Today about half of the energy produced in the U.S. is generated from burning coal. As a result, several byproducts have received increased attention from the public. These include SO2, SO3, mercury, CO2, and flyash.
SO2 is removed from the gas put off by burning coal, called flue gas, by a process called flue gas desulfurization. This process effectively removes about 95-99.9% of SO2 from the flue gas.
SO3 is a nuisance because it turns the smoke (mostly water) from the stack a blue color. This is usually a concern for the public because a dark or blue-tinted smoke emission is equated with increased pollution. SO3 is removed by injecting powdered limestone into the flue gas stream. Again, this is very, very effective.
Mercury naturally occurs in coal, which is released as a gas when burned. This is very difficult to remove from the flue gas, and no suitable, effective method has been developed yet.
The same is true for CO2. CO2 is tough to remove from the flue gas, and no method that has been developed is both practical and not cost-prohibitive.
Flyash is a byproduct of burning coal that can be captured very effectively by Electrostatic Precipitators (ESP). The problem is that you still have the flyash to get rid of.
Flyash is made of many chemicals, mainly silicon dioxide, which is present in 2 forms – Amorphous and Crystalline. Certain environmental toxins are also present in fly ash, such as arsenic, barium, beryllium boron, chromium, lead, manganese, and other heavy metals 1. Nevertheless, the construction industry considers flyash one of the most important and advantageous waste materials from burning coal. Nearly 30% of the coal is converted into ash, of which 75% is in fine fly ash form and the remaining 25% is in the form of coarse bottom ash1. But there are many uses for flyash – mainly as an additive to concrete, for which it was widely used prior to 2008.
What happened in 2008 you ask? Well, on Dec. 22, 2008, a containment dike ruptured at Kingston Fossil Plant near Kingston, Tenn., and sent 1.1 billion gallons (4.2 billion L) of coal flyash slurry over 300 acres (122 hectares) of surrounding land, damaging homes, and flowing into nearby rivers. This spill was the most significant flyash release in U.S. history. Cleanup costs were estimated to run between $525 million and $825 million, not including potential long-term cleanup. Before the Tennessee spill, the EPA categorized flyash as “special waste,” meaning it was exempt from federal hazardous waste regulations under Subtitle C of the Resource Conservation and Recovery Act2.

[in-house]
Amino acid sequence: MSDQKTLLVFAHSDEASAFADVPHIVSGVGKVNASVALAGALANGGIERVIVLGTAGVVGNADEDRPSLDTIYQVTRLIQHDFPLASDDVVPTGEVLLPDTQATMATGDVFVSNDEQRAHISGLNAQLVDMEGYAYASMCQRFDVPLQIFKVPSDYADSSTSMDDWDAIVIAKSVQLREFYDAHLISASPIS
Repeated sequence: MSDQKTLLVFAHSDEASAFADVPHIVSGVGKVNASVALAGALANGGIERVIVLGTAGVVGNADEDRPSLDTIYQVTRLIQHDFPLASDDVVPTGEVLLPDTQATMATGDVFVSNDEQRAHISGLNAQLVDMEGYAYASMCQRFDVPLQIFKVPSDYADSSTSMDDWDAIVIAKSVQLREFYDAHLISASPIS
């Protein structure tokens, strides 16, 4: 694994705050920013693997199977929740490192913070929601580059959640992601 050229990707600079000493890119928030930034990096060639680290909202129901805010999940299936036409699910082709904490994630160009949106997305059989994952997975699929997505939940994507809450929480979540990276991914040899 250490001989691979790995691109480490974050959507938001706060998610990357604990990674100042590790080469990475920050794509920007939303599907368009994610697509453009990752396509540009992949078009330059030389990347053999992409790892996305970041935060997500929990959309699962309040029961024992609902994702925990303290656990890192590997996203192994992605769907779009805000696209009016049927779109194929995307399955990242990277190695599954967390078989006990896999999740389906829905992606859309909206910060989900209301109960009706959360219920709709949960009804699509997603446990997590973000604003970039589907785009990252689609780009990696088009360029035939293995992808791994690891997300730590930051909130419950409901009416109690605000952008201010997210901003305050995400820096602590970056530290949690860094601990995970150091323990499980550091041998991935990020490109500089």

Because of the spill and increasing public pressure, the EPA considered relabeling flyash as a Hazardous Waste. This would have cost the industry billions of dollars because, as we know, Hazardous Waste cannot be treated the same as regular waste. Before 2008, flyash was put into settling ponds using water as the medium to transport the flyash through pipes (sluicing) and then recovering the water for reuse. After 2008, flyash settling ponds pretty much went away. The EPA came out with a new ruling in April 2015 that limited the use of flyash settling ponds, and basically, most plants are closing them down or have already done so3. Luckily, the EPA did not label flyash as hazardous waste; therefore, it is still used for making cement and can also be landfilled.
The biggest issue facing the coal power industry is the perception that coal is bad for the environment and that the byproducts of burning coal increase greenhouse gas emissions. To some extent, the industry is fighting back with new technologies that clean up the flue gas emissions and help explain to the public the vital role coal power plants play in maintaining grid resiliency. The industry, if it is to survive, must continue this fight. Unfortunately, Flyash is one of the things that gets a bad rap. It is not a harmful byproduct of burning coal. On the contrary, it is a byproduct that can be used in other ways that benefit both the environment and construction costs.
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